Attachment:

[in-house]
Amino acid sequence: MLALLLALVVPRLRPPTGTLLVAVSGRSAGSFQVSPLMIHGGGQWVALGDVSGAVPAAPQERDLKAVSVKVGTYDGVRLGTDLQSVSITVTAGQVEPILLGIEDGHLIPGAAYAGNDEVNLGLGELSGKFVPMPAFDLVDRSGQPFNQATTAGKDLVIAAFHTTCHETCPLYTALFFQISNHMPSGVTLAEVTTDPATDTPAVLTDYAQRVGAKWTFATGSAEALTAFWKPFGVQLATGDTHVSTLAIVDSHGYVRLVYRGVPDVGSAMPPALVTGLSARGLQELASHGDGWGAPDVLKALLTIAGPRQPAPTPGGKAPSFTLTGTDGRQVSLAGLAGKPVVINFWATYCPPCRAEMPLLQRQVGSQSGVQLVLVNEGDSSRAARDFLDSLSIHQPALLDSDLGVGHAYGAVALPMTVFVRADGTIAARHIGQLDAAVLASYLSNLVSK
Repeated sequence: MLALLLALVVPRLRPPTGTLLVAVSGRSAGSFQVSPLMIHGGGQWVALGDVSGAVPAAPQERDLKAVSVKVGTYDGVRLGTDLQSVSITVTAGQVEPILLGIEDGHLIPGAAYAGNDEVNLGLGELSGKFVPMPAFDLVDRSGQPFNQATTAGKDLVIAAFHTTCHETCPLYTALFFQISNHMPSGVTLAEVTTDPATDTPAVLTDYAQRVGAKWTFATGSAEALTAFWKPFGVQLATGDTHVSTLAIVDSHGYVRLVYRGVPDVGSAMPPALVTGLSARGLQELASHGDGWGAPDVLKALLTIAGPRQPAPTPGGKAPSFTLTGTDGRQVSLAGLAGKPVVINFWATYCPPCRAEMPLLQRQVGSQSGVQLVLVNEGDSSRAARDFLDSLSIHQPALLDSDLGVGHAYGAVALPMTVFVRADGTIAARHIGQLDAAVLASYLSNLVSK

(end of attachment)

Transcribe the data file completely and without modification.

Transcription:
[in-house]
Amino acid sequence: MLALLLALVVPRLRPPTGTLLVAVSGRSAGSFQVSPLMIHGGGQWVALGDVSGAVPAAPQERDLKAVSVKVGTYDGVRLGTDLQSVSITVTAGQVEPILLGIEDGHLIPGAAYAGNDEVNLGLGELSGKFVPMPAFDLVDRSGQPFNQATTAGKDLVIAAFHTTCHETCPLYTALFFQISNHMPSGVTLAEVTTDPATDTPAVLTDYAQRVGAKWTFATGSAEALTAFWKPFGVQLATGDTHVSTLAIVDSHGYVRLVYRGVPDVGSAMPPALVTGLSARGLQELASHGDGWGAPDVLKALLTIAGPRQPAPTPGGKAPSFTLTGTDGRQVSLAGLAGKPVVINFWATYCPPCRAEMPLLQRQVGSQSGVQLVLVNEGDSSRAARDFLDSLSIHQPALLDSDLGVGHAYGAVALPMTVFVRADGTIAARHIGQLDAAVLASYLSNLVSK
Repeated sequence: MLALLLALVVPRLRPPTGTLLVAVSGRSAGSFQVSPLMIHGGGQWVALGDVSGAVPAAPQERDLKAVSVKVGTYDGVRLGTDLQSVSITVTAGQVEPILLGIEDGHLIPGAAYAGNDEVNLGLGELSGKFVPMPAFDLVDRSGQPFNQATTAGKDLVIAAFHTTCHETCPLYTALFFQISNHMPSGVTLAEVTTDPATDTPAVLTDYAQRVGAKWTFATGSAEALTAFWKPFGVQLATGDTHVSTLAIVDSHGYVRLVYRGVPDVGSAMPPALVTGLSARGLQELASHGDGWGAPDVLKALLTIAGPRQPAPTPGGKAPSFTLTGTDGRQVSLAGLAGKPVVINFWATYCPPCRAEMPLLQRQVGSQSGVQLVLVNEGDSSRAARDFLDSLSIHQPALLDSDLGVGHAYGAVALPMTVFVRADGTIAARHIGQLDAAVLASYLSNLVSK